[Date Prev][Date Next][Thread Prev][Thread Next][Date Index][Thread Index]

starship-design: Autodynamics, relativity, etc.

Ben Franchuk (Woodelf) wrote:

> Some very good idea's there. I think the best we can
> get for speed is .7 C in the speed of matter moving.
> see:  http://www.autodynamics.org/welcome.html
> Note even with a perfect engine as time slows down when you
> reach the speed of light, the output of the engine will drop
> off too since it slows down.

Afraid not. You can't reach C with a normal engine...it thrusts at the
same amount continuously. Remember the first postulate of relativity?
The laws of physics are the same in EVERY reference frame? This applies
here. Calculations have been done that show that you cannot accelerate
to C by throwing mass out of your vehicle. You can't do it by slinging a
particle or vehicle through a field of some type either. The best you
can hope for is a way to "bend" spacetime around the vicinity of your
object, and you might be able to exceed C. To do much even using the
Levi-Civita solutions of General Relativity, you will need a magnetic
field strength of ~10^18 Tesla. To do the exotic warping, where you need
tension higher than actual density, you will need a much higher regime.
Or, you can do what I do: try to figure out how to cheat. If you can
cheat a bit, you might find a way to do it without all that power. I
have personally tested one such device, and have measured a _possible_
weight change of .5%. This is not yet confirmed, so don't get your hopes
up. It is possibly a magnetic effect.

Autodynamics-don't trust it. Carezani conveniently ignores many known
facts, especially his energy calculations for accelerating particles.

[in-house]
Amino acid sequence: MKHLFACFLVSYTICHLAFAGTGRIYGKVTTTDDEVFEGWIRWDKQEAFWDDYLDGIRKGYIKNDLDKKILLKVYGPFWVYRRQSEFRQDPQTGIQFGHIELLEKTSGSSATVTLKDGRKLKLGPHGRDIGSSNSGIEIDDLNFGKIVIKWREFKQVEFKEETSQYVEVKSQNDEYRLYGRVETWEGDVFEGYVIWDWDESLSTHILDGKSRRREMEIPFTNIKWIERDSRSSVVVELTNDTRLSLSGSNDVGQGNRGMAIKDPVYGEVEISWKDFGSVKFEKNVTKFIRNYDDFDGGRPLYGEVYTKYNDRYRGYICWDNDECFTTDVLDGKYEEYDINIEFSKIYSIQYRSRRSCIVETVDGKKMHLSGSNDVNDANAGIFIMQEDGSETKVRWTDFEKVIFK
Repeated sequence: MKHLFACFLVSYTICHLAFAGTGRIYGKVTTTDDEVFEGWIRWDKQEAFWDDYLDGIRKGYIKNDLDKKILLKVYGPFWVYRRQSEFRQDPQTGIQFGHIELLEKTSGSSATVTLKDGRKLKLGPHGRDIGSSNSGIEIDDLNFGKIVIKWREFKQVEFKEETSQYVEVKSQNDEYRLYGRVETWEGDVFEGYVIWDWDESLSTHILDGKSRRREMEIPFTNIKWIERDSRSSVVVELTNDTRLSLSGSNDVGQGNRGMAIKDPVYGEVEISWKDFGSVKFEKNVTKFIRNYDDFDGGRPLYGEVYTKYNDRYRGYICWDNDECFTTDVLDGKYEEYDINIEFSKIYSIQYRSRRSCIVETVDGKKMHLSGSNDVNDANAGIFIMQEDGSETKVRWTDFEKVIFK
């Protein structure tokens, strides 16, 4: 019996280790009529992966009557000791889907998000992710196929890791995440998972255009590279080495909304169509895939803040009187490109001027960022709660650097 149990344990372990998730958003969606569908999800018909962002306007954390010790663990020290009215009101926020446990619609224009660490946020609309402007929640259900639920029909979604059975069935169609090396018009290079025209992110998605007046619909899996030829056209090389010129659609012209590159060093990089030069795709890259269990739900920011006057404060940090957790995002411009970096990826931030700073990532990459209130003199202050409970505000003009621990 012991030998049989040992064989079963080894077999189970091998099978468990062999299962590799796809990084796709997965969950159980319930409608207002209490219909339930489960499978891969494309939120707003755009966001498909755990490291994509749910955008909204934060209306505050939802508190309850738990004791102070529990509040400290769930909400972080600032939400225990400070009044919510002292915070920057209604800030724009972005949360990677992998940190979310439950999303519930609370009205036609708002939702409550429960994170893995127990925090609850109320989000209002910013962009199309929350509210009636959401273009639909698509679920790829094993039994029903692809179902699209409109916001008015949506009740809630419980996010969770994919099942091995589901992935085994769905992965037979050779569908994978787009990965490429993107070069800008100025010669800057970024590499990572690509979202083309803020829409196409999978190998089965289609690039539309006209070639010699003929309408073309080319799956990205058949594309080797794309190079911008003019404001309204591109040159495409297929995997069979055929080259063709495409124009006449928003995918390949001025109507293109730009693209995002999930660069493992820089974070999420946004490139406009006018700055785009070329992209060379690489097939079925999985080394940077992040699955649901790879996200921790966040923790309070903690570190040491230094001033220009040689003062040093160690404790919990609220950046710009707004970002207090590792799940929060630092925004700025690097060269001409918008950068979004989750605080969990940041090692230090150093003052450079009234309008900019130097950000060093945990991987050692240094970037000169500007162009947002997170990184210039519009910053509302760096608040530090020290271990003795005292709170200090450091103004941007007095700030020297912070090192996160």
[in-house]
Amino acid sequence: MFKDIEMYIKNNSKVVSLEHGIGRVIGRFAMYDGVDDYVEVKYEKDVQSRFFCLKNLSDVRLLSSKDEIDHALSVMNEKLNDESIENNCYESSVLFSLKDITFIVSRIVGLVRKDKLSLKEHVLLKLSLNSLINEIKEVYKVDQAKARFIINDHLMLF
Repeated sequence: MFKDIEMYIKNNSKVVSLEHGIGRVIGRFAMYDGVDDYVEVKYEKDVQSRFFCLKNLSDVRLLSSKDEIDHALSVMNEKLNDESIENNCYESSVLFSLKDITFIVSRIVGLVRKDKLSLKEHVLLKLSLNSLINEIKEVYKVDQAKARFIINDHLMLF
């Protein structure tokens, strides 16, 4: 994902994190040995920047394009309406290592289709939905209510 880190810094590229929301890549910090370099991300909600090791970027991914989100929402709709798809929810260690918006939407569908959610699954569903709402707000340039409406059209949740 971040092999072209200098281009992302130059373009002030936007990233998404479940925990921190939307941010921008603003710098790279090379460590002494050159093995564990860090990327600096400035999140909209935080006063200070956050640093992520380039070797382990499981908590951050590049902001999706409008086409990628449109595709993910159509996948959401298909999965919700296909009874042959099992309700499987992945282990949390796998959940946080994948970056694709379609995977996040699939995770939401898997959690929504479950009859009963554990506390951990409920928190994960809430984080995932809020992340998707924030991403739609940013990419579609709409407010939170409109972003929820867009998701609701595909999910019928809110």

The relativistic predictions have been confirmed EXPERIMENTALLY in the
lab, not just on paper. Do get a couple of books: 1. "Space-time
Physics" by Wheeler and Taylor., 2. "Black holes and Time Warps:
Einstein's Outrageous Legacy" by Kip Thorne. These are excellent books
on the subjects. But I ask you to NOT do the following: 1. Do not close
your mind to the possibility that either SR or GR may one day be
falsified; or any other theory for that matter. 2. Do not believe
unwarranted assumptions; such as: "Nothing can travel faster than light
in a vacuum." (see my notes below) 3. Don't disregard an experimental
result on the grounds that it disagrees with conventionally accepted
theory. 4. If you do an experiment, and get a strange result, ask
yourself: "How am I fooling myself? What might I have overlooked that
could account for my anomalous result?"

Faster than light?: It happens. It's true, everywhere you look, there is
a superluminal process taking place. It is called the "EPR effect," but
don't get your hopes up; it cannot be used to transfer meaningful
information. Can there be faster than light transfer of information?
Probably. I have personally done an experiment where I had this as a
result. On wednesday, if all goes well, I will do this again with a
double modulated signal. The modulation I used? FM. The setup is
proprietary. So, I give this to you as simply an interesting tidbit.
Don't go running around and tell everyone that it has been done, because
I could be wrong. And for all you know, I could just be some idiot
thinking this up for idle pleasure. What my point is: don't give up on
it. There are serious attempts to do it. Well, that about does it for

Best regards,
Kyle R. Mcallister